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Suppose you need to store an integer value which can range from zero to one million. Which is the smallest type you can use? There is no general rule; it depends on the C compiler and target machine. You can use the ‘MIN’ and ‘MAX’ macros in limits.h to determine which type will work.
Each signed integer type has a pair of macros which give the smallest and largest values that it can hold. Each unsigned integer type has one such macro, for the maximum value; the minimum value is, of course, zero.
The values of these macros are all integer constant expressions. The
‘MAX’ and ‘MIN’ macros for char
and short int
types have values of type int
. The ‘MAX’ and
‘MIN’ macros for the other types have values of the same type
described by the macro—thus, ULONG_MAX
has type
unsigned long int
.
SCHAR_MIN
This is the minimum value that can be represented by a signed char
.
SCHAR_MAX
UCHAR_MAX
These are the maximum values that can be represented by a
signed char
and unsigned char
, respectively.
CHAR_MIN
This is the minimum value that can be represented by a char
.
It’s equal to SCHAR_MIN
if char
is signed, or zero
otherwise.
CHAR_MAX
This is the maximum value that can be represented by a char
.
It’s equal to SCHAR_MAX
if char
is signed, or
UCHAR_MAX
otherwise.
SHRT_MIN
This is the minimum value that can be represented by a signed short int
. On most machines that the GNU C Library runs on,
short
integers are 16-bit quantities.
SHRT_MAX
USHRT_MAX
These are the maximum values that can be represented by a
signed short int
and unsigned short int
,
respectively.
INT_MIN
This is the minimum value that can be represented by a signed int
. On most machines that the GNU C Library runs on, an int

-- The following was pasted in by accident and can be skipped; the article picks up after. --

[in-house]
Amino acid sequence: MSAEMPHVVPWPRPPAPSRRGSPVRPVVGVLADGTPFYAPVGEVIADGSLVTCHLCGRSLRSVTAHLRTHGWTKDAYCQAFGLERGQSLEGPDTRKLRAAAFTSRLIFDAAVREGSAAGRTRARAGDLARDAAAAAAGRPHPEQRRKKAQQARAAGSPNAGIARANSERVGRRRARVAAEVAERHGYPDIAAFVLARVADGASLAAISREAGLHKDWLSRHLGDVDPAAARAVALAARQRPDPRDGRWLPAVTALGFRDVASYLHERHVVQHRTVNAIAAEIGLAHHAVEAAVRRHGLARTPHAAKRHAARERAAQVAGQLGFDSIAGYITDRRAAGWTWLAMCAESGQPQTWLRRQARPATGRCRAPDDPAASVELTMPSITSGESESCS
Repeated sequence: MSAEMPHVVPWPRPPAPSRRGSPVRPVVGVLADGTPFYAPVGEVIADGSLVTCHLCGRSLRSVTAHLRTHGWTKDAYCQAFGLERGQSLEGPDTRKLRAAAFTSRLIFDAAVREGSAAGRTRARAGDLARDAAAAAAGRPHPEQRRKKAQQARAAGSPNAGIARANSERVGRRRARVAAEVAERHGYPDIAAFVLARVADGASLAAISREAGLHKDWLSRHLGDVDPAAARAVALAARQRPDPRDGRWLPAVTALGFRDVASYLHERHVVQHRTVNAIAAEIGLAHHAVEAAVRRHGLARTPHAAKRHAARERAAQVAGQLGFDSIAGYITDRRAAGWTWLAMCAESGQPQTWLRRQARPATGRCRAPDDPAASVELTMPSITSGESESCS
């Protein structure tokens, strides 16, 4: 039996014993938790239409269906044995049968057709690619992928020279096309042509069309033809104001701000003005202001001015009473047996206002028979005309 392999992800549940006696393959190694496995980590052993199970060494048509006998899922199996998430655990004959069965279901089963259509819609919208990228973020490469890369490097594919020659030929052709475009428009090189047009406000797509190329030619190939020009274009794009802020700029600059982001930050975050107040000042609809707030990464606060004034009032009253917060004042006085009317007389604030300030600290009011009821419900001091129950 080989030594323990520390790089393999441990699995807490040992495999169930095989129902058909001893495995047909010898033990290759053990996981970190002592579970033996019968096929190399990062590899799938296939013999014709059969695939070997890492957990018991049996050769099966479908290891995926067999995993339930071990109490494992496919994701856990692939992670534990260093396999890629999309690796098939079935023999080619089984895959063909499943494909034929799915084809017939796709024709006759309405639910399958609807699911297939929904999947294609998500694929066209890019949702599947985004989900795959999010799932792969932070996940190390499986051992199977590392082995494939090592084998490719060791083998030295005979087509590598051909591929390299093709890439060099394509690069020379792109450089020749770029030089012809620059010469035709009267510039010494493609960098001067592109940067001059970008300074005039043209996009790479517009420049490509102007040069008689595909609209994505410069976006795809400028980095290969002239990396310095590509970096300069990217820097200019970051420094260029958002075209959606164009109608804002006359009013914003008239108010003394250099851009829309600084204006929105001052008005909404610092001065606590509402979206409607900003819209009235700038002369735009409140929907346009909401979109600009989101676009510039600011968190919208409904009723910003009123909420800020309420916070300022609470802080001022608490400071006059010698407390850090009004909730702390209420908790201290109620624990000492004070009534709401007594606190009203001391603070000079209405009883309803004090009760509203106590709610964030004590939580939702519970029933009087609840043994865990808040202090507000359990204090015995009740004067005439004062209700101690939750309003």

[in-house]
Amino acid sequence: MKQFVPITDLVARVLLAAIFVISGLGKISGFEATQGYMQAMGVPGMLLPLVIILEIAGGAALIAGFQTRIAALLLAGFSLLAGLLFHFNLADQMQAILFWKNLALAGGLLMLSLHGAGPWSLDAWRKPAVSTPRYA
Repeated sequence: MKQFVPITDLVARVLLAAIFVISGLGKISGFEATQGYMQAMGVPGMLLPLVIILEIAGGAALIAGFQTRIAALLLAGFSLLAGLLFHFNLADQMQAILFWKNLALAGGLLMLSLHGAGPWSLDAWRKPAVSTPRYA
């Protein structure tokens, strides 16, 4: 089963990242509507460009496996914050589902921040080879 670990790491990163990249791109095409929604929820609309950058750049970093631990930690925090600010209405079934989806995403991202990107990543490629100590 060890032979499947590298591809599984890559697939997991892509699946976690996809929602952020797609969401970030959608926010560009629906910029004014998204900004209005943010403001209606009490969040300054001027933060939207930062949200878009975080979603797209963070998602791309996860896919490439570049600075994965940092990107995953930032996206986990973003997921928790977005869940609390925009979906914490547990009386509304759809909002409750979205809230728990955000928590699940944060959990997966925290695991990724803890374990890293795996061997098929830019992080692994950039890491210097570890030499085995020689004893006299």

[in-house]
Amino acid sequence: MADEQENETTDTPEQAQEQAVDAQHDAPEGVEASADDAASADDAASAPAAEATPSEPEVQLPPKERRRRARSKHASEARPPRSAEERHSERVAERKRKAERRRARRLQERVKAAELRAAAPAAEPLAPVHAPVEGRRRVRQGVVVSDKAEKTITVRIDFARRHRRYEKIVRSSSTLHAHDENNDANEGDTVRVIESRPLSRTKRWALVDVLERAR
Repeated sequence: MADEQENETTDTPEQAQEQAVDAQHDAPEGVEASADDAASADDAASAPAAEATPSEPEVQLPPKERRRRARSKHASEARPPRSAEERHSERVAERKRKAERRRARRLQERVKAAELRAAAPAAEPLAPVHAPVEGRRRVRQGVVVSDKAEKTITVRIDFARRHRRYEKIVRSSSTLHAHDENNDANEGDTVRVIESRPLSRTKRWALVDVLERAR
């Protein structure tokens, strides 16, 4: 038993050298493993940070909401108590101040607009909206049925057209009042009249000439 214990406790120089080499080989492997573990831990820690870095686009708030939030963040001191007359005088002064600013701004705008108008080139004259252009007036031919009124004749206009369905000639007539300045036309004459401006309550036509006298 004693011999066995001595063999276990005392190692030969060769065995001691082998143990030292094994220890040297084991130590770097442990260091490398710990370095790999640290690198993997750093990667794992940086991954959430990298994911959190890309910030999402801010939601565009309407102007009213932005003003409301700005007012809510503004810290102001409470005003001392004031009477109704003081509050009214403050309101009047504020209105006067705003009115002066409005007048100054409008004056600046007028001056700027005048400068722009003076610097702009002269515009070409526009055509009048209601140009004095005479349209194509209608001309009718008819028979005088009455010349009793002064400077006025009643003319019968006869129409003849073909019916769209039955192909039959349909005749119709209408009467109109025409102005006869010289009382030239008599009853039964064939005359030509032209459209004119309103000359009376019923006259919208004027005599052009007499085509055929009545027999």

is
a 32-bit quantity.
INT_MAX
UINT_MAX
These are the maximum values that can be represented by, respectively,
the type signed int
and the type unsigned int
.
LONG_MIN
This is the minimum value that can be represented by a signed long int
. On most machines that the GNU C Library runs on, long
integers are 32-bit quantities, the same size as int
.
LONG_MAX
ULONG_MAX
These are the maximum values that can be represented by a
signed long int
and unsigned long int
, respectively.
LLONG_MIN
This is the minimum value that can be represented by a signed long long int
. On most machines that the GNU C Library runs on,
long long
integers are 64-bit quantities.
LLONG_MAX
ULLONG_MAX
These are the maximum values that can be represented by a signed
long long int
and unsigned long long int
, respectively.
LONG_LONG_MIN
LONG_LONG_MAX
ULONG_LONG_MAX
These are obsolete names for LLONG_MIN
, LLONG_MAX
, and
ULLONG_MAX
. They are only available if _GNU_SOURCE
is
defined (see Feature Test Macros). In GCC versions prior to 3.0,
these were the only names available.
WCHAR_MAX
This is the maximum value that can be represented by a wchar_t
.
See Extended Char Intro.
The header file limits.h also defines some additional constants that parameterize various operating system and file system limits. These constants are described in System Configuration.
Next: Floating Type Macros, Previous: Width of Type, Up: Data Type Measurements [Contents][Index]